In 2011, the American Clinical Neurophysiology Society issued a guideline recommending that neonates undergoing cardiac surgery for repair of congenital heart disease be placed on continuous encephalographic (EEG) monitoring after surgery to detect seizures. These recommendations followed reports that seizures are common in this population, may not be detected clinically, and are associated with adverse neurocognitive outcomes. [More]
Ancient Chinese practice lowers hypertension, may lessen risks of stroke and heart disease

Ancient Chinese practice lowers hypertension, may lessen risks of stroke and heart disease

Patients with hypertension treated with acupuncture experienced drops in their blood pressure that lasted up to a month and a half, researchers with the Susan Samueli Center for Integrative Medicine have found. [More]
FDA accepts Chiasma's NDA filing for octreotide capsules for treatment of adult patients with acromegaly

FDA accepts Chiasma's NDA filing for octreotide capsules for treatment of adult patients with acromegaly

Chiasma, Inc., a U.S. late-stage biopharmaceutical company, today announced that the U.S. Food and Drug Administration has accepted for filing the Company's New Drug Application (NDA) for the marketing and sale of octreotide capsules, an oral drug proposed for the maintenance therapy of adult patients with acromegaly. [More]
Unituxin (dinutuximab) granted EC Marketing Authorisation for treatment of childhood neuroblastoma

Unituxin (dinutuximab) granted EC Marketing Authorisation for treatment of childhood neuroblastoma

United Therapeutics Corporation announced today that the European Commission (EC) has granted Marketing Authorisation for Unituxin (dinutuximab) for the treatment of high-risk neuroblastoma in patients aged 12 months to 17 years, who have previously received induction chemotherapy and achieved at least a partial response, followed by myeloablative therapy and autologous stem cell transplantation (ASCT). [More]
ESC Congress to highlight results from global trials in six press conferences

ESC Congress to highlight results from global trials in six press conferences

Members of the press will be the first to hear the highly anticipated results from global trials in six press conferences devoted to hot lines research. [More]
Alere supports DTHF’s Tutu Teen Truck project to expand reach of infectious services for youth

Alere supports DTHF’s Tutu Teen Truck project to expand reach of infectious services for youth

Alere Inc. (NYSE: ALR), a global leader in rapid diagnostics, today announced a grant of 2.5 million South African Rand to support the work of the Desmond Tutu HIV Foundation (DTHF), a Cape Town-based organization under the patronage of Archbishop Emeritus Desmond Tutu. [More]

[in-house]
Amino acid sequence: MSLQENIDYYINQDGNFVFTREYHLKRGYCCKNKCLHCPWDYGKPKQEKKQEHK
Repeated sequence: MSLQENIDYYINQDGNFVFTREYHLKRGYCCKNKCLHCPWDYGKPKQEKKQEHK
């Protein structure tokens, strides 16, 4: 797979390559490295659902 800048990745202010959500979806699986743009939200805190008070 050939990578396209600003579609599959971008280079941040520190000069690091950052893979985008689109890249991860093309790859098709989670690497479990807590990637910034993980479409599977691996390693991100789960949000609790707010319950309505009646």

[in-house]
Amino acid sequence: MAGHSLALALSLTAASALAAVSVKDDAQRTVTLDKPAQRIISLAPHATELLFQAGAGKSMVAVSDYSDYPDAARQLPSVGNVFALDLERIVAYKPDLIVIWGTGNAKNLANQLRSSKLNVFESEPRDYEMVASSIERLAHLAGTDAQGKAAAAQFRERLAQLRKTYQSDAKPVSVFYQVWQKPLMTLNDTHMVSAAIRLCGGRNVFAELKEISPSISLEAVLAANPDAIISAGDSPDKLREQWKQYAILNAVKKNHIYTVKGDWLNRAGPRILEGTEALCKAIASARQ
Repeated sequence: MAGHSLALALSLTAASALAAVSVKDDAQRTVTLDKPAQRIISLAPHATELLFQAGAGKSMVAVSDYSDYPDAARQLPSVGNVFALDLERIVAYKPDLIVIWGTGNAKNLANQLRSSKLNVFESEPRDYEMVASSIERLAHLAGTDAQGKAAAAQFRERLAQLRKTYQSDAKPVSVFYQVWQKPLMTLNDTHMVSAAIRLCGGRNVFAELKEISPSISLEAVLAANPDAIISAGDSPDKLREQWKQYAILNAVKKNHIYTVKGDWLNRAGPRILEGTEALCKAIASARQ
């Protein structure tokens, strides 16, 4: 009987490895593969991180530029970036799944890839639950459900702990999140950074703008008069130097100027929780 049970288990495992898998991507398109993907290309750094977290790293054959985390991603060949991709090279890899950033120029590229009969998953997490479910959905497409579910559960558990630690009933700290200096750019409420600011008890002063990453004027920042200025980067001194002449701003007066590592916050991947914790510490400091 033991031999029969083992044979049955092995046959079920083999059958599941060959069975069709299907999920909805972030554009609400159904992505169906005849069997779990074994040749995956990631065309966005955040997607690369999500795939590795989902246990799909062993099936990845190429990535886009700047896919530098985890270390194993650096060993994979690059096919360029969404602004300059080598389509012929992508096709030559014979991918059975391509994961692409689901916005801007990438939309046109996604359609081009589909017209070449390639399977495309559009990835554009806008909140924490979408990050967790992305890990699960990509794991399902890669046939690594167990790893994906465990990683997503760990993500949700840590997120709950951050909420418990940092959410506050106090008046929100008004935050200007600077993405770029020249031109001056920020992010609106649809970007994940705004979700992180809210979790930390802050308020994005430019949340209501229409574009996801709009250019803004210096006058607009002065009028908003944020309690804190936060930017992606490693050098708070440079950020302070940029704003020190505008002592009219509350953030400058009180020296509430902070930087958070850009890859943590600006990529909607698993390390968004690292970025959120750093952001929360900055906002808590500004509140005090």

Penn Medicine experts say that health care innovation is about testing new ideas to promote better patient care

Penn Medicine experts say that health care innovation is about testing new ideas to promote better patient care

Health care has much to learn from innovative high-tech companies, but not in the way most people think, according to a Perspective published today in the New England Journal of Medicine and authored by innovation experts from the Perelman School of Medicine and the Wharton School at the University of Pennsylvania. Innovation, they say, can most effectively achieve meaningful outcomes by testing many new ideas quickly, cheaply, and contextually. [More]
Johns Hopkins study finds substantial increase in rate, costs of hospitalizations for pediatric pulmonary hypertension

Johns Hopkins study finds substantial increase in rate, costs of hospitalizations for pediatric pulmonary hypertension

A review of 15 years’ worth of data in a national pediatric medical database has documented a substantial increase in the rate of hospitalizations for children with a form of high blood pressure once most common in those with congenital heart disease. [More]
New research could help develop precision medicine for primary aldosteronism

New research could help develop precision medicine for primary aldosteronism

Each of your kidneys wears a little yellow cap that helps keep your blood pressure in check, and much more. But in some people, it starts running amok, pumping out a hormone that sends blood pressure sky-high. [More]
Delaying surgery until clinical triggers emerge leads to increased mortality in patients with mitral regurgitation

Delaying surgery until clinical triggers emerge leads to increased mortality in patients with mitral regurgitation

Patients with mitral regurgitation face a dilemma of whether to undergo corrective surgery early, when they might have no or few symptoms, or wait until their condition worsens. Current guidelines allow for watchful waiting until certain symptoms appear that would then "trigger" the decision to proceed with surgery. [More]